Like her debut performance in Lucia over thirty years earlier, her final operatic stage appearance created a sensation. Les Huguenots has seven starring rôles which allowed the maximum number of her colleagues to share the stage for this most memorable season. On the final night, she sang to a theatre full of devoted fans, some of whom had waited all night for the few cheap seats available in the Sydney Opera House. At the final curtain, the audience gave a tumultuous reception and the company put on a fireworks display inside the theatre all of which was broadcast across the world. An era ended with a simple encore of Bonynge accompanying Sutherland in Home Sweet Home.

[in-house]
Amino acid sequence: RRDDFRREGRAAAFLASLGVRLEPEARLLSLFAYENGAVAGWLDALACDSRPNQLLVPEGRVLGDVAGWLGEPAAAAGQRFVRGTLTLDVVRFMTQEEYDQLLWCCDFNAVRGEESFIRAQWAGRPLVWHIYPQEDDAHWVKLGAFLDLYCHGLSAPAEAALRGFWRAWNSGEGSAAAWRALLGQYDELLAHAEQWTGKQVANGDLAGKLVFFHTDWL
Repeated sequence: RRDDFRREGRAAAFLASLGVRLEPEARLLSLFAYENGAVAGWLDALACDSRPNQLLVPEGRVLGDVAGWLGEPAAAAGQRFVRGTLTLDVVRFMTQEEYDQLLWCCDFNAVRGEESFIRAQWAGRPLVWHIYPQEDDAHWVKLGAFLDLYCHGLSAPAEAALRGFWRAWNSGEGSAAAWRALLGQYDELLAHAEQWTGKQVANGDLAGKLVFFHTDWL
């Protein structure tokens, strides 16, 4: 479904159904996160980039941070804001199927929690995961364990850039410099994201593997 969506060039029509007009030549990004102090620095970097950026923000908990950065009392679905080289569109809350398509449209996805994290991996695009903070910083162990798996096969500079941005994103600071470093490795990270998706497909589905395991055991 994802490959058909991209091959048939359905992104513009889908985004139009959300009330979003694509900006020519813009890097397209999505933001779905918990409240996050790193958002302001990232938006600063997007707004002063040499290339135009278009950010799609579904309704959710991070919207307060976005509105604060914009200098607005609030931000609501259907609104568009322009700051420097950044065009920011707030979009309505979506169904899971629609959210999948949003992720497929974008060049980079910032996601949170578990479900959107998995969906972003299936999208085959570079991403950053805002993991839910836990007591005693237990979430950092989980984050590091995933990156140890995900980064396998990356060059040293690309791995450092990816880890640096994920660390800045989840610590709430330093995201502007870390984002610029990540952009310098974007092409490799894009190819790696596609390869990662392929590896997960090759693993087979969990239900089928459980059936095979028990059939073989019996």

Sutherland's remarkable career has lessons for us all. She schooled her god-given gift, developing it to the unique instrument that has brought such pleasure for so long. Although having her share of illness and personal problems, she triumphed over adversity, as ever in the theatre, the show must go on!
Written in 1994. Dr Andrew Byrne is a general practitioner in Redfern, NSW.
Pleasants H; The Great Singers. Gollancz Ltd, 1967.
Anderson J; Dictionary of Opera and Operetta. Bloomsbury 1989.
Oxenbould, M; Joan Sutherland - A tribute. Honeysett Publications, 1989.
Major, N; Joan Sutherland. Queen Anne Press, 1987.